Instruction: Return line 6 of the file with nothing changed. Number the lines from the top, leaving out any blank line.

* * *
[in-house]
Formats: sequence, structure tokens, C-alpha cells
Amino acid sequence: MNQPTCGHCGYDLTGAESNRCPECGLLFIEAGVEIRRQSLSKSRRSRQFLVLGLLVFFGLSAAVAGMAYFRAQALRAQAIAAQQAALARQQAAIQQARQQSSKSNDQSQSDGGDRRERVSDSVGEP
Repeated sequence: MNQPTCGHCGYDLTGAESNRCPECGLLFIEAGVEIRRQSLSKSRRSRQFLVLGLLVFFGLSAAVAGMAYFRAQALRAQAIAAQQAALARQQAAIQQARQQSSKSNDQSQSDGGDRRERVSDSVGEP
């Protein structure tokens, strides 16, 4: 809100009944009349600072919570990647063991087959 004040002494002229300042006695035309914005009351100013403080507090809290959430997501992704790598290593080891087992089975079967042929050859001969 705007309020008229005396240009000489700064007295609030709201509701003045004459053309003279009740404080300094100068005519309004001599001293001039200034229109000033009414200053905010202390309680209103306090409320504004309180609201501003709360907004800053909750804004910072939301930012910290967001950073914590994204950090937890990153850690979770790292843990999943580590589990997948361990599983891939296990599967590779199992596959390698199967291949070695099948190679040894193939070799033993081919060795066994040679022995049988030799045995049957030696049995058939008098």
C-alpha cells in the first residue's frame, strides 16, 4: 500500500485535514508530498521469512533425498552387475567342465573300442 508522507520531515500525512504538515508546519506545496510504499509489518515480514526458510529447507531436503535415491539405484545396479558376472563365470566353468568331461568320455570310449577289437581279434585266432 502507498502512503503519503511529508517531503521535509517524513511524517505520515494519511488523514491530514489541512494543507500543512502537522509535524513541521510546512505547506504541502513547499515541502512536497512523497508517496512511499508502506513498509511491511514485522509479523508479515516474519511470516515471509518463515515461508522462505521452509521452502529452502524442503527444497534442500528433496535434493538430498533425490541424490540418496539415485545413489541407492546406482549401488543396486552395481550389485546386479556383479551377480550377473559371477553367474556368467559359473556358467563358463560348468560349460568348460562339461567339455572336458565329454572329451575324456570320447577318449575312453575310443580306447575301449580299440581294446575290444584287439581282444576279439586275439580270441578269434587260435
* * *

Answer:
C-alpha cells in the first residue's frame, strides 16, 4: 500500500485535514508530498521469512533425498552387475567342465573300442 508522507520531515500525512504538515508546519506545496510504499509489518515480514526458510529447507531436503535415491539405484545396479558376472563365470566353468568331461568320455570310449577289437581279434585266432 502507498502512503503519503511529508517531503521535509517524513511524517505520515494519511488523514491530514489541512494543507500543512502537522509535524513541521510546512505547506504541502513547499515541502512536497512523497508517496512511499508502506513498509511491511514485522509479523508479515516474519511470516515471509518463515515461508522462505521452509521452502529452502524442503527444497534442500528433496535434493538430498533425490541424490540418496539415485545413489541407492546406482549401488543396486552395481550389485546386479556383479551377480550377473559371477553367474556368467559359473556358467563358463560348468560349460568348460562339461567339455572336458565329454572329451575324456570320447577318449575312453575310443580306447575301449580299440581294446575290444584287439581282444576279439586275439580270441578269434587260435